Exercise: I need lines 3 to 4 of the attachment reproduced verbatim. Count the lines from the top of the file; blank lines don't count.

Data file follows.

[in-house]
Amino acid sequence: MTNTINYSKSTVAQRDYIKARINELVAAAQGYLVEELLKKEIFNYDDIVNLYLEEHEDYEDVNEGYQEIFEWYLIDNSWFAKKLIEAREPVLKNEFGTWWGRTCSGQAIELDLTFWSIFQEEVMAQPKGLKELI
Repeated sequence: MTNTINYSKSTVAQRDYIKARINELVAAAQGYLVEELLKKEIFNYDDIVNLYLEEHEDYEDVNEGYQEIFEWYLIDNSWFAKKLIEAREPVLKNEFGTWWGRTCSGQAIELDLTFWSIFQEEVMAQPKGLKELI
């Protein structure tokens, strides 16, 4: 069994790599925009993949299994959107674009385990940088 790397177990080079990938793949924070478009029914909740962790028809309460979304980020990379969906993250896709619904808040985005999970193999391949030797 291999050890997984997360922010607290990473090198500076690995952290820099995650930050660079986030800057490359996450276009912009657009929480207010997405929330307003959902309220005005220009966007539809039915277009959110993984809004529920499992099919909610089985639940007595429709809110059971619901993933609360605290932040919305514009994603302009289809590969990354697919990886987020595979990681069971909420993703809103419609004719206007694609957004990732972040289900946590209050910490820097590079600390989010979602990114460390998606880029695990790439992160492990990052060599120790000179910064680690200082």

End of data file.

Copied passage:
Repeated sequence: MTNTINYSKSTVAQRDYIKARINELVAAAQGYLVEELLKKEIFNYDDIVNLYLEEHEDYEDVNEGYQEIFEWYLIDNSWFAKKLIEAREPVLKNEFGTWWGRTCSGQAIELDLTFWSIFQEEVMAQPKGLKELI
């Protein structure tokens, strides 16, 4: 069994790599925009993949299994959107674009385990940088 790397177990080079990938793949924070478009029914909740962790028809309460979304980020990379969906993250896709619904808040985005999970193999391949030797 291999050890997984997360922010607290990473090198500076690995952290820099995650930050660079986030800057490359996450276009912009657009929480207010997405929330307003959902309220005005220009966007539809039915277009959110993984809004529920499992099919909610089985639940007595429709809110059971619901993933609360605290932040919305514009994603302009289809590969990354697919990886987020595979990681069971909420993703809103419609004719206007694609957004990732972040289900946590209050910490820097590079600390989010979602990114460390998606880029695990790439992160492990990052060599120790000179910064680690200082």